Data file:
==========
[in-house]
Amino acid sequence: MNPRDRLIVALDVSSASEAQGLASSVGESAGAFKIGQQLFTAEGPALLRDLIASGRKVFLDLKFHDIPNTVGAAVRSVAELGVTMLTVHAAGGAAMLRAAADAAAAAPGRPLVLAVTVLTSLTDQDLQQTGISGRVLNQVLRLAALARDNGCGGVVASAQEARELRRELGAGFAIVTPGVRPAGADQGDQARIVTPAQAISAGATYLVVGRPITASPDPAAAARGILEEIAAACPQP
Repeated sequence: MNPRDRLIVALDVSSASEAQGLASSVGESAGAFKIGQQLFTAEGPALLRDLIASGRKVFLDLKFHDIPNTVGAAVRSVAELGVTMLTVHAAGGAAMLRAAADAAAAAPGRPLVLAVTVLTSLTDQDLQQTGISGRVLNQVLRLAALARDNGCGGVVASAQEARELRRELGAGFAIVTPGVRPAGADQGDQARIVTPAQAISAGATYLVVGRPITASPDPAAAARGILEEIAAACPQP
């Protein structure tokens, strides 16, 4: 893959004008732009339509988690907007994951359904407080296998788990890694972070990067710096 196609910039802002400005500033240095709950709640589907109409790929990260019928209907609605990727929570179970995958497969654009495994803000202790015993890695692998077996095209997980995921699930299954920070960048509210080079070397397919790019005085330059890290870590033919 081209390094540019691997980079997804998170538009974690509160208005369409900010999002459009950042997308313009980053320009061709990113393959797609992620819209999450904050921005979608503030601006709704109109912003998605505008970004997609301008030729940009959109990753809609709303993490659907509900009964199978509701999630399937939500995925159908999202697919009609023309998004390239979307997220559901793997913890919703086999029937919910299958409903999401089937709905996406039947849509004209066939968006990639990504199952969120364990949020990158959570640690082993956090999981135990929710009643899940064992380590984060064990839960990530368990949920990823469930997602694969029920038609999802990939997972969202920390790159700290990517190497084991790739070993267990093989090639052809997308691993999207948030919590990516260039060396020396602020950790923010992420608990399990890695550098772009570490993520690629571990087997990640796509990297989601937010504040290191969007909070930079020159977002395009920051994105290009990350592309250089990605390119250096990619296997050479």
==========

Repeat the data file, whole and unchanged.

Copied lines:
[in-house]
Amino acid sequence: MNPRDRLIVALDVSSASEAQGLASSVGESAGAFKIGQQLFTAEGPALLRDLIASGRKVFLDLKFHDIPNTVGAAVRSVAELGVTMLTVHAAGGAAMLRAAADAAAAAPGRPLVLAVTVLTSLTDQDLQQTGISGRVLNQVLRLAALARDNGCGGVVASAQEARELRRELGAGFAIVTPGVRPAGADQGDQARIVTPAQAISAGATYLVVGRPITASPDPAAAARGILEEIAAACPQP
Repeated sequence: MNPRDRLIVALDVSSASEAQGLASSVGESAGAFKIGQQLFTAEGPALLRDLIASGRKVFLDLKFHDIPNTVGAAVRSVAELGVTMLTVHAAGGAAMLRAAADAAAAAPGRPLVLAVTVLTSLTDQDLQQTGISGRVLNQVLRLAALARDNGCGGVVASAQEARELRRELGAGFAIVTPGVRPAGADQGDQARIVTPAQAISAGATYLVVGRPITASPDPAAAARGILEEIAAACPQP
């Protein structure tokens, strides 16, 4: 893959004008732009339509988690907007994951359904407080296998788990890694972070990067710096 196609910039802002400005500033240095709950709640589907109409790929990260019928209907609605990727929570179970995958497969654009495994803000202790015993890695692998077996095209997980995921699930299954920070960048509210080079070397397919790019005085330059890290870590033919 081209390094540019691997980079997804998170538009974690509160208005369409900010999002459009950042997308313009980053320009061709990113393959797609992620819209999450904050921005979608503030601006709704109109912003998605505008970004997609301008030729940009959109990753809609709303993490659907509900009964199978509701999630399937939500995925159908999202697919009609023309998004390239979307997220559901793997913890919703086999029937919910299958409903999401089937709905996406039947849509004209066939968006990639990504199952969120364990949020990158959570640690082993956090999981135990929710009643899940064992380590984060064990839960990530368990949920990823469930997602694969029920038609999802990939997972969202920390790159700290990517190497084991790739070993267990093989090639052809997308691993999207948030919590990516260039060396020396602020950790923010992420608990399990890695550098772009570490993520690629571990087997990640796509990297989601937010504040290191969007909070930079020159977002395009920051994105290009990350592309250089990605390119250096990619296997050479």